To also take a quick look at science, knowing why this works is of value. Tough cuts of meat are fibrous with connective tissues and collagens throughout the meat. Breaking these down is the main goal of a slow cooking process. Hit them with high heat and they tighten up to become even chewier. The pressure of an instant cooker allows water to get over 212 degrees and forces it into the food causing a faster breakdown of the connective tissues releasing the collagens, but not reaching the high heats that cause it to get tougher.

High Heat – Pan Searing

Searing meat in pan

Stay with us here, the low and slow is coming, but you do want to start with high heat. Briefly. Without getting way out there geeky (it is hard to control) there is a process called the Maillard reaction, which explains the browning and caramelization of foods. It delivers exceptional flavors. In meat it is the sear of a steak or browning of a chop. In this case we quickly brown the chunks of pork in a skillet before the actual cooking begins.

Low and slow, or with pressure

Low and slow meat searing

This step is more about texture as we have discussed. It is far too easy to make a great tasting piece of meat that is too chewy to enjoy, or you call your mistake jerky, you get the point. This part of the process is much more about texture than flavor. Using dry heat for low and slow will bring some extra flavor components, but you will still go to the next important step.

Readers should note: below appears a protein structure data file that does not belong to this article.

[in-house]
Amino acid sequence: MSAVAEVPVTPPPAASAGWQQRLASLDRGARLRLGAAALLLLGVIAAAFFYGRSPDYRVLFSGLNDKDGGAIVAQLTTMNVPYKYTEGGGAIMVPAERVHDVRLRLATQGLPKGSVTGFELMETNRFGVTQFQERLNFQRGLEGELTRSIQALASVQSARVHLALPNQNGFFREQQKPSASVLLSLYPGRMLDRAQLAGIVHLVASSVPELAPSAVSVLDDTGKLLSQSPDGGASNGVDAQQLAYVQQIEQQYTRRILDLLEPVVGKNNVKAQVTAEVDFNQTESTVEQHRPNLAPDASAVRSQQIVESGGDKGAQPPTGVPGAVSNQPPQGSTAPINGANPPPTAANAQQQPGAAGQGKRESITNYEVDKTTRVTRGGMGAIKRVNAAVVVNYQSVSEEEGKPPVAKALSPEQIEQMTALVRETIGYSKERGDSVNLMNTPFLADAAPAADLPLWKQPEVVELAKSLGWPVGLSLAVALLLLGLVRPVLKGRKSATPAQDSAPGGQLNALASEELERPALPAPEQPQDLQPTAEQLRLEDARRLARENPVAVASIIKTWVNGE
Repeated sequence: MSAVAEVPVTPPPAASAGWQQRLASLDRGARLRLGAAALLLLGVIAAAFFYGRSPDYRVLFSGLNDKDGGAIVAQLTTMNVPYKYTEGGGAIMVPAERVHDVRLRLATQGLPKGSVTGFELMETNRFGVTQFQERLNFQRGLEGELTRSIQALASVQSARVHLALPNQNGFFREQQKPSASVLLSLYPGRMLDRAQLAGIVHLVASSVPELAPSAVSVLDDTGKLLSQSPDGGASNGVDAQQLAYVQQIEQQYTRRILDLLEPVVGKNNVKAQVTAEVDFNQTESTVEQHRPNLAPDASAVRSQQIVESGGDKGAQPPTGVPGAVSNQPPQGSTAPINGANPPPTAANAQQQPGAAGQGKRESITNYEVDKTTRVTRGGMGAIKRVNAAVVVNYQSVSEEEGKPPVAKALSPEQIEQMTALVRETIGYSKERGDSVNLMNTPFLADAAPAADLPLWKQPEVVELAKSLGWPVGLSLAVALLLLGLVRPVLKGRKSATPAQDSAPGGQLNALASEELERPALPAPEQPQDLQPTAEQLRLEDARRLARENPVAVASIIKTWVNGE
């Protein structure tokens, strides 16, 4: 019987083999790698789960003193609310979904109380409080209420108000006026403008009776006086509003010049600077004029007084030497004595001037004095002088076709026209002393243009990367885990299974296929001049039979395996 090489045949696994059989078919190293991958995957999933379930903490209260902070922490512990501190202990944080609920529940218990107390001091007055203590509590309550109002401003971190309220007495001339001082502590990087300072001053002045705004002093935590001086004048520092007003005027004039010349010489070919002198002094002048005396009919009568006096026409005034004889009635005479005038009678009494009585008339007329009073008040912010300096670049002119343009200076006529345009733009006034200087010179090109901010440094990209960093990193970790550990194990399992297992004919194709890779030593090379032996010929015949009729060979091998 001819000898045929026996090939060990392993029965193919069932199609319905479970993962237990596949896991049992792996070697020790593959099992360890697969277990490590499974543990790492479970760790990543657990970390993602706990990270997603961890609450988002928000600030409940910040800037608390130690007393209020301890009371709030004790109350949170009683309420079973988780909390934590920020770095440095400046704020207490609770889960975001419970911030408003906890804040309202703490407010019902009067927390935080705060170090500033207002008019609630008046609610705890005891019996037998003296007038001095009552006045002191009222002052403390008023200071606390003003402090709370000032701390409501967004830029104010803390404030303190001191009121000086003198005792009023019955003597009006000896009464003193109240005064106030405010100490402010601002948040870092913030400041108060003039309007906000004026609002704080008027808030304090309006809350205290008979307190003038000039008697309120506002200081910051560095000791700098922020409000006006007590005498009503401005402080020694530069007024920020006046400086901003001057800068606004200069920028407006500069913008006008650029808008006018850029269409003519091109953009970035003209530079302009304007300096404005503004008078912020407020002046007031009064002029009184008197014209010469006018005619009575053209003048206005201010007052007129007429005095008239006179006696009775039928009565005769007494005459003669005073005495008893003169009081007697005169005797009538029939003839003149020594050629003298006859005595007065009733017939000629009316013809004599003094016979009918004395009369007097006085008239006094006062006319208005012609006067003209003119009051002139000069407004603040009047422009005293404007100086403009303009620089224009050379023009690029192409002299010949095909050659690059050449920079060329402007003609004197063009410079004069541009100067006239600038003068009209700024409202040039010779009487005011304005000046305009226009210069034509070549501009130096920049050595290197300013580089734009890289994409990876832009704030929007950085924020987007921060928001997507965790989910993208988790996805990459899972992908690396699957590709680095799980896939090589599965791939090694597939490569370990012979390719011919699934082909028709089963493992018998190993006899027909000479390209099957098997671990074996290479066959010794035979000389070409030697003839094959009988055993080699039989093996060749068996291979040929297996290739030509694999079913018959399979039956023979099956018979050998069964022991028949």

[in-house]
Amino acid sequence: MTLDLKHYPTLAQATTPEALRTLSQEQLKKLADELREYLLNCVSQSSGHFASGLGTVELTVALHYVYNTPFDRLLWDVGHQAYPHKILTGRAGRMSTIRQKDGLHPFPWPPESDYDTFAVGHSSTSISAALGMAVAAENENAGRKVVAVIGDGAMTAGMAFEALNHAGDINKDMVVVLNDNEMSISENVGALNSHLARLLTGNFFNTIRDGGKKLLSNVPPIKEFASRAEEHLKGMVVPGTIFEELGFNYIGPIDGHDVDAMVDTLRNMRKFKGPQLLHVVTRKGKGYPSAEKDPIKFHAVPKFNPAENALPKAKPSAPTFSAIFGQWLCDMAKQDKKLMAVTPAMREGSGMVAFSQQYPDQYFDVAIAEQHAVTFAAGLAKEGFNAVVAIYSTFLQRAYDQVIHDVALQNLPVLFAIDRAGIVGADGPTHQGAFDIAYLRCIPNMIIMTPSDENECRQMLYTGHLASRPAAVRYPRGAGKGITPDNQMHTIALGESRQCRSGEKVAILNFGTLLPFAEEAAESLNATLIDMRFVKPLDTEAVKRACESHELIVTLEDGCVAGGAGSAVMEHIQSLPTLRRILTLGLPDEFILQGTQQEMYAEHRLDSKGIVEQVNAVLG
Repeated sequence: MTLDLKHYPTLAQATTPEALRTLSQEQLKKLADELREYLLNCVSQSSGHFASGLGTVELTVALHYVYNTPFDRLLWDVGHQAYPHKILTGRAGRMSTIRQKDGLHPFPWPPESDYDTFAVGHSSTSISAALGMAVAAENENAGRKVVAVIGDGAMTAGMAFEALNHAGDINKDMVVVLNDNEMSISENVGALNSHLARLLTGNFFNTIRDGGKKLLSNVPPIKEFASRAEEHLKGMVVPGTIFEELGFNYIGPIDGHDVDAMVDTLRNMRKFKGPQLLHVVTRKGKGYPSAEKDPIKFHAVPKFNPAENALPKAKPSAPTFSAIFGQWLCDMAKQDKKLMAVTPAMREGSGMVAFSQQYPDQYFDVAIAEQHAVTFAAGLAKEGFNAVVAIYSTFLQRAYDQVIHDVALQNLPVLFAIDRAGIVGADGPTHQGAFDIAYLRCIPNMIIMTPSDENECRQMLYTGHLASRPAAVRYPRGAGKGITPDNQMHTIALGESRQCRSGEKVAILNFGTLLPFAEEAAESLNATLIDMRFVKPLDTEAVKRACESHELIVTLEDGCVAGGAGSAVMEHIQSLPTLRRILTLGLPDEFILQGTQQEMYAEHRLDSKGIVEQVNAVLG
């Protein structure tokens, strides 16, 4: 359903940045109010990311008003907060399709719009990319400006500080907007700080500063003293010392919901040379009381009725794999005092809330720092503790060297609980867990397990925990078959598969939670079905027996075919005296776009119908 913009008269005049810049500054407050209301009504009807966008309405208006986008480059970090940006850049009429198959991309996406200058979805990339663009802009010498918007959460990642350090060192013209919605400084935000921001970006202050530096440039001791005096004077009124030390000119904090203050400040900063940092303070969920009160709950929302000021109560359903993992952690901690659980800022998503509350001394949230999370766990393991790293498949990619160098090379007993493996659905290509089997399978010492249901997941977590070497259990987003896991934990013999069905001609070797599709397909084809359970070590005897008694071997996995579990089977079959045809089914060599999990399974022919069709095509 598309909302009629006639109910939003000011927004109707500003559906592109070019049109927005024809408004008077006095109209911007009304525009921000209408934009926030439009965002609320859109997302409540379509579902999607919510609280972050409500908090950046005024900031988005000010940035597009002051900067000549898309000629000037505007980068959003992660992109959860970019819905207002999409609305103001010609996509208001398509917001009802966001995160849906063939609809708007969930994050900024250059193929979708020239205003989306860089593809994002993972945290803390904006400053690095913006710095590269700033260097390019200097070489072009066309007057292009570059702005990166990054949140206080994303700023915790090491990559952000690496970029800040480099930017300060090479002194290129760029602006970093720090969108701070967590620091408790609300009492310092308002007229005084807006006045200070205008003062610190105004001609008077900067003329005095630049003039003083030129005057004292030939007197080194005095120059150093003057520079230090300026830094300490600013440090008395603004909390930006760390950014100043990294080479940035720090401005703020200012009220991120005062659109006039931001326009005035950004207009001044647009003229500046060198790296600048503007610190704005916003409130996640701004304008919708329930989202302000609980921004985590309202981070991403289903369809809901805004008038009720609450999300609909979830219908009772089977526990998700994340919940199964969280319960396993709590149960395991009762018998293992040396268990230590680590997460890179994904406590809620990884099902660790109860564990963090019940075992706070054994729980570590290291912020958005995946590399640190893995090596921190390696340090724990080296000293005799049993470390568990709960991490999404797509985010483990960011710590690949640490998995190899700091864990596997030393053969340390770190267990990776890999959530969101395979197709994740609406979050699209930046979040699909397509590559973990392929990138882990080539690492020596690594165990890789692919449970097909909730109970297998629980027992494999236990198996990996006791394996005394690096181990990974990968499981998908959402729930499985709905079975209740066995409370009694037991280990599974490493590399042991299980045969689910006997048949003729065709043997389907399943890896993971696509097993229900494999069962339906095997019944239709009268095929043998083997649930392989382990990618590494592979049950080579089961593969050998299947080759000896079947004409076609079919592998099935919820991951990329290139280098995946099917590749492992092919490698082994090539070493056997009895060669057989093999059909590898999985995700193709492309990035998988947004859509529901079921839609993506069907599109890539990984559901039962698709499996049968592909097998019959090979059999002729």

High Heat – Broiling

Broiling meat

Don’t be shocked, we are back to high heat, mostly for flavor, slightly for texture. Remember that geeky Maillard thing? It works here too. Get the meat tucked right under a high heat source and you get the richness of browning the meat and the slight add to texture with some little crispies all around, similar to cooking a burger in a hot skillet and all those fund brown flavors and textures that result.

Carnitas Instant Pot Recipe

Allen Bixby
Prep Time 45 minutes
Cook Time 1 hour 30 minutes
Course Entrée, Lunch or dinner
Cuisine Mexican, southwest
Servings 12 people
Calories 488 kcal


  • 4 – 5 Pounds Pork butt/shoulder
  • ½ Teaspoon Kosher salt
  • ½ Teaspoon Black pepper
  • 1-½ Tablespoons Lard
  • 1 Cup Beef broth divided
  • ¾ Cup Water
  • ½ Cup Agave
  • 1 White onion medium size, coarsely chopped
  • 6 Garlic gloves
  • 1 Teaspoon Dried marjoram
  • 1 Teaspoon Dried thyme
  • 1 Teaspoon Black pepper
  • 1/4 Teaspoon Cumin
  • 4 Whole cloves (without stems)
  • 2 Teaspoons Crushed dried Mexican oregano
  • 1 Tablespoon Kosher salt
  • 2 Oranges zested in thick strips
  • 1 Cup Fresh squeezed orange juice
  • 2 Tablespoons Lime juice
  • 3 Tablespoons Whole milk
  • 2-3 Bay Leaves


  • Cube pork meat into 3 to 4 inch pieces leaving the fat on the meat
  • Toss the meat with ½ teaspoon each, salt and pepper
  • Add the following to the blender and puree until smooth; water, ½ cup beef broth, agave, onion, garlic cloves, marjoram, thyme, black pepper, cumin, cloves, oregano, 1 tablespoon salt
  • Pour puree into Instant Pot, add orange zest, and set to low heat
  • Once Instant Pot comes to a simmer, allow to cook for 6 minutes, then add OJ, lime juice, milk, and bay leaves